TV show sparks BACD call for dermal filler regulations

A cosmetic surgery focused documentary made for ITV, called Face to Face, has caused the British Association of Cosmetic Doctors (BADC) to announce support for calls for tighter regulations of the dermal fillers market.

The BACD, a not-for-profit organisation, cornered with the advancement, education and practice of cosmetic surgery in the UK, issued a statement that voiced concerns about the training practices of non-medical personnel in non-surgical treatments such as dermal fillers.

Dr John Curran, BACD president and cosmetic doctor said:

“Channel 4’s Face to Face documentary highlighted the importance of visiting a qualified cosmetic doctor when considering a non-surgical cosmetic procedure,"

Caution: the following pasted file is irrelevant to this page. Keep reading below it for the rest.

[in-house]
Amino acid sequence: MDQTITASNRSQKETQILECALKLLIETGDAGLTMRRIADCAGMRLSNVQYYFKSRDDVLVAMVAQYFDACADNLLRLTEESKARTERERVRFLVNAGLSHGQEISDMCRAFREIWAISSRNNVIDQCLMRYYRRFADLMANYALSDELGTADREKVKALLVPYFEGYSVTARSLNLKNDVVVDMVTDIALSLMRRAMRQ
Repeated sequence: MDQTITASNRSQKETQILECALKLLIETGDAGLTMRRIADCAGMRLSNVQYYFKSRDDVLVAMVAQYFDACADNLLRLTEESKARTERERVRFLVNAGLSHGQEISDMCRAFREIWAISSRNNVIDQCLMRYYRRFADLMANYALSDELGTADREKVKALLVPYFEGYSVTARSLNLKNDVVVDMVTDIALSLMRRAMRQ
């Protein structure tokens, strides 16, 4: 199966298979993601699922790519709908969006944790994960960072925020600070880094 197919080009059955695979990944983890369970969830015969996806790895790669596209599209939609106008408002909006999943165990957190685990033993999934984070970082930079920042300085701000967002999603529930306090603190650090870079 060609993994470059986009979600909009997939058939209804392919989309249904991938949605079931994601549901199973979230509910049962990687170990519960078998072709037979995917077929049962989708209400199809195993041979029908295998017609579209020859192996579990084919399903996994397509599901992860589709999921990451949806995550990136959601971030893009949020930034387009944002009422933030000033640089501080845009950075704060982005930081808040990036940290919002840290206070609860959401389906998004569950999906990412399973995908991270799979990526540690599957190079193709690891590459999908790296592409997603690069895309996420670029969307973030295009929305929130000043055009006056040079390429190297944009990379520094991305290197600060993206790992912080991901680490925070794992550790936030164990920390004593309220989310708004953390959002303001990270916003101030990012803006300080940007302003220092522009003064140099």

"Without clear regulation it appears it is a ‘buyers beware’ market open to abuse. It is clear from the Face to Face documentary that the prescribing and administration of dermal fillers needs to be regulated. It would be a huge step forward for the MHRA to look at all the products in the same way as they do for medicines, giving the public confidence that only bone fide products are used.”

The documentary featured TV presenter Leslie Ash, who famously had trouble with dermal fillers to her lips in the past, focusing on the regulations and training procedures concerning non-surgical cosmetic treatments that are currently in place in the UK. Various non-invasive procedures were touched on in the show, including collagen and Botox, as well as dermal fillers.

Leslie Ash recently revealed that she would still consider cosmetic surgery in the future, despite her past experiences, claiming that a facelift may well be a present that she gives to herself for her fiftieth birthday.